Saturday, January 14, 2012

Ticket to Ride

Apparently my "Art of Disappearing" post was spot on. I put the poem up and then promptly disappear. I blinked and missed the week. Or completely ignored it. Today I took ten minutes away from my book and realized that it's been almost a week since I last posted anything. Which is a bit amazing because I've kept gathering topics on little post-its all week.

But the first thing I have to tell you about is the game that Jeff and I have been addicted to all week. Last Saturday I wasn't feeling great (due to stupidity on my part) and spent most of the day lounging around the house. I napped, I watched TV, and I annoyed Jeff (so not a terrible day ;-) ) After spending most of the day indoors Jeff wanted to know if I would go out with him to the games store. We had a gift card that was apparently burning a hole in his pocket. That sounded great to me.

We browsed the shelves of strategy games like kids in a candy store. I haven't played a ton of the strategy games but I've enjoyed every one I've gotten the chance to play (okay mostly...Primordial Soup just wasn't my thing). It came down to a choice between Shadows Over Camelot (thanks Keith) or Ticket to Ride (thanks Vicky). The only reason we went with Ticket to Ride is that it allowed for two player games. Jeff and I brought the game home, cracked it open and after reading up, played our first game. Then played another. And another. The next night we broke it out again for a couple more games. Last night we took it over to my parent's house to teach them. To say that we're addicted is a bit of an understatement.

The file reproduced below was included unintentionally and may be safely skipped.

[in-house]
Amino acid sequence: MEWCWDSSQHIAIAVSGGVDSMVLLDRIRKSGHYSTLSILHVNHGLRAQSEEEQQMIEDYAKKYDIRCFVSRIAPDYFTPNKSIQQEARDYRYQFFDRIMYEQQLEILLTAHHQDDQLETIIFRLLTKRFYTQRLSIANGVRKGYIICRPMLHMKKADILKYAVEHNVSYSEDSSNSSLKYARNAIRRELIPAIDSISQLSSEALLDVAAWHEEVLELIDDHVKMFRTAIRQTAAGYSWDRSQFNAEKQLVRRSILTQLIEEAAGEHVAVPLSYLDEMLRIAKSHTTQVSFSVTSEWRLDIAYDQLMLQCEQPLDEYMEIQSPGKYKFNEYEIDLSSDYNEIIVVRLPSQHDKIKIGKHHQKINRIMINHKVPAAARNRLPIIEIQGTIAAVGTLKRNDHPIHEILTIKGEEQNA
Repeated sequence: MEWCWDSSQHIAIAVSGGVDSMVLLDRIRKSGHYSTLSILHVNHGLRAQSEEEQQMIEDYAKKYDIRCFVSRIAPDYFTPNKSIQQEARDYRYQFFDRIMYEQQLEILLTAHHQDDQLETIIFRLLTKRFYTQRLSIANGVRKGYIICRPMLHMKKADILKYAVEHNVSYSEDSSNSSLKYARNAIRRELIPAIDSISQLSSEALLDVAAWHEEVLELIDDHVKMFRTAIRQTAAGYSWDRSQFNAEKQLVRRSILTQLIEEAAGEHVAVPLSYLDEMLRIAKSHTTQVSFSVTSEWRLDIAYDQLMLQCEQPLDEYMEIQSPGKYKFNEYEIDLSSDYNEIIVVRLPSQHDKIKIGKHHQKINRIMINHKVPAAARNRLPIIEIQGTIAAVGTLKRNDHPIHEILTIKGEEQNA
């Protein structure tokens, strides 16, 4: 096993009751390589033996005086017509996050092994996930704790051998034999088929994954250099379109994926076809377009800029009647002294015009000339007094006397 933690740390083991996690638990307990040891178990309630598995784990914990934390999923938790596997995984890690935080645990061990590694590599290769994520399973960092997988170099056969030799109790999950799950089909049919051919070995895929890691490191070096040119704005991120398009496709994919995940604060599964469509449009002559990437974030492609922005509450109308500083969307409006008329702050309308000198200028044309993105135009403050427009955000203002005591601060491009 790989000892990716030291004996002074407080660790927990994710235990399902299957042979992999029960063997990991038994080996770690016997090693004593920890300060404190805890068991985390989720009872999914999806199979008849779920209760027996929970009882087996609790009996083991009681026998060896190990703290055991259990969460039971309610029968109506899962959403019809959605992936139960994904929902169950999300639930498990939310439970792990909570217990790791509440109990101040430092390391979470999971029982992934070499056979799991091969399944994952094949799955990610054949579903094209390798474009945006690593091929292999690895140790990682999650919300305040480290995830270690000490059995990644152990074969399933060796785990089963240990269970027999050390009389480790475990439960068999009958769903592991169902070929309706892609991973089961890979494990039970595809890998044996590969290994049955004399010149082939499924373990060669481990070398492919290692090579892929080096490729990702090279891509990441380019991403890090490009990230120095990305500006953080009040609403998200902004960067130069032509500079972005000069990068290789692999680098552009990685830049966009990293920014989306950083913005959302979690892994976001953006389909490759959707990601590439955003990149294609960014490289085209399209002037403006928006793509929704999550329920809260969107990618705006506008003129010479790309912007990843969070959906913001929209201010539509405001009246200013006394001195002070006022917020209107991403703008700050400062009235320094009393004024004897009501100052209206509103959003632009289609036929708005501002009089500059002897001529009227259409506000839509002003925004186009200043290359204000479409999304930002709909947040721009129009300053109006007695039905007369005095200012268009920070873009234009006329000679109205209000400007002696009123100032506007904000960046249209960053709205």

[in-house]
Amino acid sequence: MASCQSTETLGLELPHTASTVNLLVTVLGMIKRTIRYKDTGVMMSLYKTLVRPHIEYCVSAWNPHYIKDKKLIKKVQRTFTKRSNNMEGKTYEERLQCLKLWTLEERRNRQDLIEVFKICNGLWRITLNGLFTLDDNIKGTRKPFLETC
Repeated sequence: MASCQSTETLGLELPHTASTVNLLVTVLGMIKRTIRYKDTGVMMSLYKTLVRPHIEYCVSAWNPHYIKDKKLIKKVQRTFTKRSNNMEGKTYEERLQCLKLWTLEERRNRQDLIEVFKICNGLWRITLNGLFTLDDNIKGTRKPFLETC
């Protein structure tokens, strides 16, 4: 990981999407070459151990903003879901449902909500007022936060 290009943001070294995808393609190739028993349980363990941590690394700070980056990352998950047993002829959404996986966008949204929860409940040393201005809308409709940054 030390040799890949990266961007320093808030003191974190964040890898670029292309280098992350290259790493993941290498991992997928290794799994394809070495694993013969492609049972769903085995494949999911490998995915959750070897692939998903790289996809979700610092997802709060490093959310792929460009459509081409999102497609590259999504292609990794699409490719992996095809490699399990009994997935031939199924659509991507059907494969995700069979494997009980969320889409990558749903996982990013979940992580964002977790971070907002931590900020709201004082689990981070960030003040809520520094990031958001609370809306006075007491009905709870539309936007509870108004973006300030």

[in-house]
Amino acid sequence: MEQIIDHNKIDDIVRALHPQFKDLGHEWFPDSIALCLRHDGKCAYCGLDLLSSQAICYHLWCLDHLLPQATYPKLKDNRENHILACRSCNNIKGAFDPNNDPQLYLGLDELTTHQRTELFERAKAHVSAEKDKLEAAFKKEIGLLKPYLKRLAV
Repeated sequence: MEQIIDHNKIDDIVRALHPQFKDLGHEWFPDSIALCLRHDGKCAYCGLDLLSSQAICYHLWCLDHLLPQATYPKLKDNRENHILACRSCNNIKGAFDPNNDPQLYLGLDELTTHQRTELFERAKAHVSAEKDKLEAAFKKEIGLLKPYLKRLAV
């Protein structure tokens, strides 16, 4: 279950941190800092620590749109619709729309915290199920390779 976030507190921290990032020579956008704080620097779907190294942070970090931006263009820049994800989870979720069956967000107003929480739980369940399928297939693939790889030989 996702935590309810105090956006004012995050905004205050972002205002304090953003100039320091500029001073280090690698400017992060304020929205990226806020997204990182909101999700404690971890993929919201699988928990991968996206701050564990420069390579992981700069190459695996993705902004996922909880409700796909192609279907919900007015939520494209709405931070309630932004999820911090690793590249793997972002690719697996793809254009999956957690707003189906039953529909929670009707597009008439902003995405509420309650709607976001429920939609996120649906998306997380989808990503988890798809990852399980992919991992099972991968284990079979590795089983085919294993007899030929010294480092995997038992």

Ticket to Ride is a train strategy game. At the beginning of the game you draw routes across the US and Canada that you are supposed to try to complete (New York to El Paso, Montreal to Vancouver, Duluth to Houston, etc). Each of those routes is made up of smaller city connections like Chicago to Omaha or El Paso to Phoenix.  To collect a route you need to save the appropriate number and color of train cards and then when you have enough you lay your own colored train cars down to claim the route. Routes between cities can be anywhere from a single car to six cars. For each train car you put down you get points and for each route you complete you get points. And in the end the longest continuous route gets points.

While not as strategic as Agricola or as difficult to win as Pandemic, this game is addictive. With 30 something long routes and numerous ways to make the connections you are constantly planning. Jeff and I enjoyed the game with just two but having four made it a bit more challenging. You can play as aggressive or as defensive as you like. But in the end you come away planning how you could have done things better or marveling at a route that came together at the last minute. My coworker Vicky mentioned it as a fun game. It'd go farther. I'd say it's my current favorite game.


Josh said...

Bring it north next time you come up!

Cat B said...

Sounds like a plan. I love games nights.